JAKARTA (TheInsiderStories) – The International Monetary Fund (IMF) has lowered Indonesia’ economic growth to 4.3 percent in this year compared to the February’ projection at 4.8 percent and in October last year would accelerate to 6.1 percent. The Fund also estimated that the five largest developing countries in Southeast Asia will collectively grow by 4.9 percent in 2021, down from the previous estimation of 5.2 percent.
The revision due to an increase in COVID-19 cases and the reintroduction of lockdowns in several regions in several Southeast Asian countries, said the agency. But, the Fund increased its growth forecast for the wider Asia-Pacific region from 7.3 percent to 7.6 percent in the same year. It also raised its 2021 growth projection for the global economy from 5.5 percent to 6 percent.
“We are worried about the prospects for tourism, when the sector will reopen. Indonesia, Malaysia and the Philippines were among those who had to tighten some restrictions this year following a spike in the coronavirus cases and the vaccinations go slower than most countries in the world,” said he deputy director, Jonathan Ostry, said virtually on Wednesday (04/14).
Based on Our World data, 3.76 percent Indonesians have received at least one dose of the vaccine, lower than the global rate a 5.76 percent. While Malaysia and the Philippines were 1.8 percent and 0.96 percent, respectively.
Ostry rated, developed economies such as Japan, South Korea, Australia, and New Zealand were behind the brighter Asia – Pacific prospects this year. Among developing economies, the IMF is increasing its growth projections for China and India.
China is now expected to grow 8.4 percent in this year, higher than the previous forecast of 8.1 percent and India is projected to grow 12.5 percent, higer than the previous prediction at 11.5 percent. Earlier, Geoffrey Okamoto, first deputy managing director of IMF, rated China has already completed its recovery, returning to its pre-pandemic growth levels ahead of all large economies.
But the growth still lacks balance, with private consumption lagging investment and its expect the consumption will catch up, as investment growth normalizes. While, low-income countries might not see significant vaccination well into 2022. Another risk is the spread of resistant mutations that threatens to reduce the efficacy of current vaccines and could undermine or delay the recovery.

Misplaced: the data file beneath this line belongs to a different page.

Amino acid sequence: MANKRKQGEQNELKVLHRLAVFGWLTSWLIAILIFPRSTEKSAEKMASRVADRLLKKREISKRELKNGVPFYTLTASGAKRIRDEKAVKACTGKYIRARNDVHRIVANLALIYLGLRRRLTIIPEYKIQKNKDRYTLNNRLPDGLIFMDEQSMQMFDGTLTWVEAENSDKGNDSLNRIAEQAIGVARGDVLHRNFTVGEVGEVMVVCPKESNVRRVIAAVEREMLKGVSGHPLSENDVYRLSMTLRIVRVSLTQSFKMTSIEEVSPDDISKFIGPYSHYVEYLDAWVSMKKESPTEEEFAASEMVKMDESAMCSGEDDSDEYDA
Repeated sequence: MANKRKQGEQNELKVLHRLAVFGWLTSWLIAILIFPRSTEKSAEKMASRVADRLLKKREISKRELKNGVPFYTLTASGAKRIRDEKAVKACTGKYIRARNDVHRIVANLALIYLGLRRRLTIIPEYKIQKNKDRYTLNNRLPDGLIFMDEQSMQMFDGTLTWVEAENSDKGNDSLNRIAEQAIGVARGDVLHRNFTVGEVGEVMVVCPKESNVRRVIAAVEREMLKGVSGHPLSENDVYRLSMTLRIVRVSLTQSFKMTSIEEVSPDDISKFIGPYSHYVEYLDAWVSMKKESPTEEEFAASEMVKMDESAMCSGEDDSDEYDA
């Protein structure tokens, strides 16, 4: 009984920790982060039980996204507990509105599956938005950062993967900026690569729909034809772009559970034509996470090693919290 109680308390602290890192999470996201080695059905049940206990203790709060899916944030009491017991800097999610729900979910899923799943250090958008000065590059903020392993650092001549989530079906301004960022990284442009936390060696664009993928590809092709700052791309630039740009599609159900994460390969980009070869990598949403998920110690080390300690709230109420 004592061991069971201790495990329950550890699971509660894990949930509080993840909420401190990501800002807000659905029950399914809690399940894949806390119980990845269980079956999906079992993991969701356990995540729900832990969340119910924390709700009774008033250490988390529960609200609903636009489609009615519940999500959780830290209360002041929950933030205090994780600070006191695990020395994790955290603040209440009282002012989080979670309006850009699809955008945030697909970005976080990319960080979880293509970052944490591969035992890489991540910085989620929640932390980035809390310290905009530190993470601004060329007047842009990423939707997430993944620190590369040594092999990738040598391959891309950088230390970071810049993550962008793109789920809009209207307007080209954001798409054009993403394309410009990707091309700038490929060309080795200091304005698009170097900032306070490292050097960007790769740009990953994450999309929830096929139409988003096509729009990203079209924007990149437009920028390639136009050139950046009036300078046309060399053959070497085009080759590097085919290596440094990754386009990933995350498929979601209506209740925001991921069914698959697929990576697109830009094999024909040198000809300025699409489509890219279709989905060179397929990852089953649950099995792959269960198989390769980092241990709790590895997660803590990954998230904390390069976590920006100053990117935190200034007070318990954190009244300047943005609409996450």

“We project that cumulative income per capita in emerging and developing countries, excluding China, between 2020 and 2022 will be 22 percent lower than what it would have been without the pandemic. That will translate into close to 90 million people falling below the extreme poverty threshold since the pandemic started,” he noted.
According to Okamoto, besides these bigger issues, there are also uncertainties about the effectiveness of policy actions and differences in what countries can do. Some countries face limited fiscal space and higher debts, while China still has some room for maneuver, many others, especially low-income countries, do not.
Tighter financial conditions could exacerbate vulnerabilities in countries with high public and private debt. We have seen recent increases in bond yields as the growth outlook of some advanced economies improves, leading markets to expect an earlier withdrawal of monetary stimulus.
In the medium-term, he continued, the crisis could leave deep scars. In the past, advanced economies have seen their output reduced almost 5 percent below pre-recession trends five years after the beginning of a recession. It could be worse in countries that cannot afford a strong macroeconomic response or have large services sectors more affected by the pandemic.
Written by Editorial Staff, Email: firstname.lastname@example.org